Ruff ride: Drunk driver who wipes out dog park $3,000 in fines

The dog park at Germain Park was ripped up by a drunk driver.

Alex Kurial/ Local Journalism Initiative

A Sarnia man appeared in court to answer for his destruction of a dog park.

Matthew Esser, 28, had been drinking with friends at a Sycamore Dr. house when he attempted to leave after midnight. His friends, thinking better of the idea, called him a cab to bring him home.

This upset Esser, but he climbed into the cab. As soon as his friends went back inside, Esser hopped out of the taxi and hurried over to his vehicle to take off.

Esser accelerated to 80 km/h in the residential area, but wouldn’t get very far. He went north on Sycamore but failed to make the turn at the intersection with Bright St. Instead Esser jumped the curb, smashed through a fence and tore through the Germain Dog Park. 

When Esser’s vehicle hit the curb it caused a significant oil leak which spread all over the dog park before he finally stopped. The dog park couldn’t be used during the cleanup.

The taxi driver whose cab Esser had bolted from stayed to observe the scene and called Sarnia Police. They arrived and arrested Esser before taking him back to the police station where he blew a .290 reading on the breath test, nearly three times the legal alcohol limit in his body..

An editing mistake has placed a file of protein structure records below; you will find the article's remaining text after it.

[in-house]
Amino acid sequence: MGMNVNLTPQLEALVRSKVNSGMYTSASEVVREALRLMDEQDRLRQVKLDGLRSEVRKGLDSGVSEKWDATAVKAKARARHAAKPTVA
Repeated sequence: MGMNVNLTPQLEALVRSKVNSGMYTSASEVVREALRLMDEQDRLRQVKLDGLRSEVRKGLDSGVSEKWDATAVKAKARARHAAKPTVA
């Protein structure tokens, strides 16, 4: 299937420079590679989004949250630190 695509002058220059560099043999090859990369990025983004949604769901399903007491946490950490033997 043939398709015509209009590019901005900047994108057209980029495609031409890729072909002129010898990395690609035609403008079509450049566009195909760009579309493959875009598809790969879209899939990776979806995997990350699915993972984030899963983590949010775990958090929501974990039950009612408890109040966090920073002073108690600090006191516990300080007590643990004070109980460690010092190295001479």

“Despite his friends trying to resolve that situation by calling him a cab, he went ahead and drove his motor vehicle anyway, which was certainly a very dangerous situation for him and anyone else who might have been using the roadway. And as we heard certainly there was damage to the park,” said Crown Attorney Aniko Coughlan

The Crown asked for a $2,500 fine and one year driving ban. Esser has already resolved the damage to the park with the city. 

“It is obvious, and I’m sure it doesn’t escape you, that you have very good friends who tried to help you make a safe choice,” says Justice Deborah Austin. “Your poor judgement, clouded by excessive consumption of alcohol and your stubbornness, is the reason why you’re in the predicament that you’re in here and suffering these consequences.”

“You posed a significant risk to yourself… and as a member of the community it is fortunate that only property damage occurred as a result of this incident,” she says.

Austin factored in Esser’s lack of criminal record, his early guilty plea, and the fact he’d already made amends for the damage as reasons for lowering his fine to $2,300. With a victim fine surcharge of $690, Esser will still pay just short of $3,000 as punishment. He received the one year driving ban, but can apply for the ignition interlock program after three months. 

Alex Kurial is a Local Journalism Initiative Reporter and is part of a nation-wide program to develop local journalism across Canada paid by the federal government.